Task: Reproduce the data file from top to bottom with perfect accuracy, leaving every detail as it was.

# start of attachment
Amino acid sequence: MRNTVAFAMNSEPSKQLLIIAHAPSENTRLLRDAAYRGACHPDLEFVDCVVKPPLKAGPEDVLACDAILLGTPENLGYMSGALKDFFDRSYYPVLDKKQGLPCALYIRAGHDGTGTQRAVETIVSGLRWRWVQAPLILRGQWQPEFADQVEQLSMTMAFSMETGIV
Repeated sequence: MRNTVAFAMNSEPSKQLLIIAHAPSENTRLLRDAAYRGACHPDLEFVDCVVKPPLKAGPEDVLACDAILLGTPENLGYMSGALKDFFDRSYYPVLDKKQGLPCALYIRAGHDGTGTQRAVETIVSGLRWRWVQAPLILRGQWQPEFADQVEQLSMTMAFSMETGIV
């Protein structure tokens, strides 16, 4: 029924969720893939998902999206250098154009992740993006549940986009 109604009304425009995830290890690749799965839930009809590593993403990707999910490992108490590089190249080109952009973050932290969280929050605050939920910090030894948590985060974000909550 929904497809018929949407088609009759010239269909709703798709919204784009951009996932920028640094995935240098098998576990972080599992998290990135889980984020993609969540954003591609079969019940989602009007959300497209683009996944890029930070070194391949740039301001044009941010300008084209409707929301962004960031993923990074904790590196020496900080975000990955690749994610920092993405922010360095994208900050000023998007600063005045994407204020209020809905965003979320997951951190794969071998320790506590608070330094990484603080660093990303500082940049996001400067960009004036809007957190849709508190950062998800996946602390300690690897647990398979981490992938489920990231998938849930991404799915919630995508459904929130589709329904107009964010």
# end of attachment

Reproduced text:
Amino acid sequence: MRNTVAFAMNSEPSKQLLIIAHAPSENTRLLRDAAYRGACHPDLEFVDCVVKPPLKAGPEDVLACDAILLGTPENLGYMSGALKDFFDRSYYPVLDKKQGLPCALYIRAGHDGTGTQRAVETIVSGLRWRWVQAPLILRGQWQPEFADQVEQLSMTMAFSMETGIV
Repeated sequence: MRNTVAFAMNSEPSKQLLIIAHAPSENTRLLRDAAYRGACHPDLEFVDCVVKPPLKAGPEDVLACDAILLGTPENLGYMSGALKDFFDRSYYPVLDKKQGLPCALYIRAGHDGTGTQRAVETIVSGLRWRWVQAPLILRGQWQPEFADQVEQLSMTMAFSMETGIV
């Protein structure tokens, strides 16, 4: 029924969720893939998902999206250098154009992740993006549940986009 109604009304425009995830290890690749799965839930009809590593993403990707999910490992108490590089190249080109952009973050932290969280929050605050939920910090030894948590985060974000909550 929904497809018929949407088609009759010239269909709703798709919204784009951009996932920028640094995935240098098998576990972080599992998290990135889980984020993609969540954003591609079969019940989602009007959300497209683009996944890029930070070194391949740039301001044009941010300008084209409707929301962004960031993923990074904790590196020496900080975000990955690749994610920092993405922010360095994208900050000023998007600063005045994407204020209020809905965003979320997951951190794969071998320790506590608070330094990484603080660093990303500082940049996001400067960009004036809007957190849709508190950062998800996946602390300690690897647990398979981490992938489920990231998938849930991404799915919630995508459904929130589709329904107009964010």